Not to debate this but in everyday life I may be using 'everything' about a person's face and body language to form an overall assessment but in terms of [my] core talent, I can do a lot with only a picture and at a glance, I am predominantly looking at someone' face, not their posture.

There is no need to get hung up on this- I've spoken to some people who can do what I can do and are even 'better' at it than myself.

Like I said, this can be tested. Were you to pick a site where you can post ten or more pictures that are reasonably sized, I can settle this.

..."just their face that you can tell anything" will be the test, okay?

Oh, btw, what's the name of that company that claims they can do this- sounds like I ought to be working for them.

The easiest $5K a month I made -doing screening- was just showing up for meetings so I could look someone over. Yes, I have references.


There is a larger issue, here.

It 'used to be' that when someone came to the door, asking for a job, 'Old Man Jensen' would come out and look the person over and could be relied on to form an accurate assessment as to whether or not that person would make a good hire.

We refer to that as someone who has the capacity to be a 'good judge of character'.

Those days seem to have gone the way of the Do Do Bird and OMJ has been replaced with clueless first line interviewers who need to rely on 'strengths and weaknesses' questions to form assessments.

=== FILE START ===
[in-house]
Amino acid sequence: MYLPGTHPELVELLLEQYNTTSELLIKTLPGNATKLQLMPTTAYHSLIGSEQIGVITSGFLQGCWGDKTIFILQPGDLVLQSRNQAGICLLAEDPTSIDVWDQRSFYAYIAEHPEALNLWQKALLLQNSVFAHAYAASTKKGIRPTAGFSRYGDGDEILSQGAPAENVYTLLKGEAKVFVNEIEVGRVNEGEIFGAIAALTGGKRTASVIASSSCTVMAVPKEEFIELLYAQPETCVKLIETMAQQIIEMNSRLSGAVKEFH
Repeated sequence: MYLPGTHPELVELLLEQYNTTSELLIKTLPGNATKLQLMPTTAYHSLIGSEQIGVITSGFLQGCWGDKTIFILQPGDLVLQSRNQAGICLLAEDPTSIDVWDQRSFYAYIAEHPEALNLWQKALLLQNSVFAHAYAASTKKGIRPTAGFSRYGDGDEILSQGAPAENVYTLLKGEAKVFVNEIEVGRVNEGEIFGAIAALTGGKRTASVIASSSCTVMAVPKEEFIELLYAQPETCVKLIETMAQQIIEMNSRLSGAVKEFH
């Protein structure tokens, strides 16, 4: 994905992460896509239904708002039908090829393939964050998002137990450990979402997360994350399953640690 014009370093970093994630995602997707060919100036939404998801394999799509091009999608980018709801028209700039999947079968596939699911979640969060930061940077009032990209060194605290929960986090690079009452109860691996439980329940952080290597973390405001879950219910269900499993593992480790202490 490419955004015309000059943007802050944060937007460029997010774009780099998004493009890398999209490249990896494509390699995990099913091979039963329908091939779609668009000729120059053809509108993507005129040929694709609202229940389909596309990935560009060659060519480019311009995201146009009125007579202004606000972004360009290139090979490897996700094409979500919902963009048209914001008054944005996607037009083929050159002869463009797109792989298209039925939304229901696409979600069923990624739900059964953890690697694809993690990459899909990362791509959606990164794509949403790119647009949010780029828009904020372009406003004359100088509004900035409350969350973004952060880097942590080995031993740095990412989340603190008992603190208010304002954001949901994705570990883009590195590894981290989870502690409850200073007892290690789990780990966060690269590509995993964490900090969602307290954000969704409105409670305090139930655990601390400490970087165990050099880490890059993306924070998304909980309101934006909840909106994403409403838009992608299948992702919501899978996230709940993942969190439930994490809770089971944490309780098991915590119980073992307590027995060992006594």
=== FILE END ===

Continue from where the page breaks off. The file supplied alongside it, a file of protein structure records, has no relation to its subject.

That is a bit of a broad statement but refers to my point that internal corporate recruiters are no longer hired by whether or not they can size up people but instead by whether or not they can read a resume and ask those questions we all know by heart.

And of course, due to concerns about corporate liability and CYA, it is safer to point to an administered psyche test than having to own up to having made a bad call with regard to hiring someone who did not pan out.

That I can do what I do is not half as relevant as the fact that too many candidates are suffering a poorly executed interview because the interviewer was not chosen based on an ability to 'read' people.

Pick a website, post about ten or more pictures, Dean, and you'll be amending your blog.



Comment by Dean Da Costa on March 31, 2014 at 10:13pm

Thanks Paul but given what the experts in the Oxford Journal said I think I will save myself the time and effort. To be clear I am a proponent of utilizing tells, in non verbal communication, but do not, and have been backed by the experts mentioned in the Oxford Journal believe you can tell if someone meets the core values just form their face or a picture. The experts have spoken

Comment by PAUL FOREL on March 31, 2014 at 11:14pm

"The experts have spoken"

Yes, Dean, they said that about Copernicus, too.

Given a chance to learn something new, you'd prefer not to.

Nothing uncommon about that.


Why don't you at least write a blog about how internal corporate and third party recruiters ought to spend more time learning how to read people using what you believe does exist- body language and other 'tells'.

It doesn't have to be about me- you can spend time on what you believe does exist instead of putting down that which you don't believe.

Just a thought.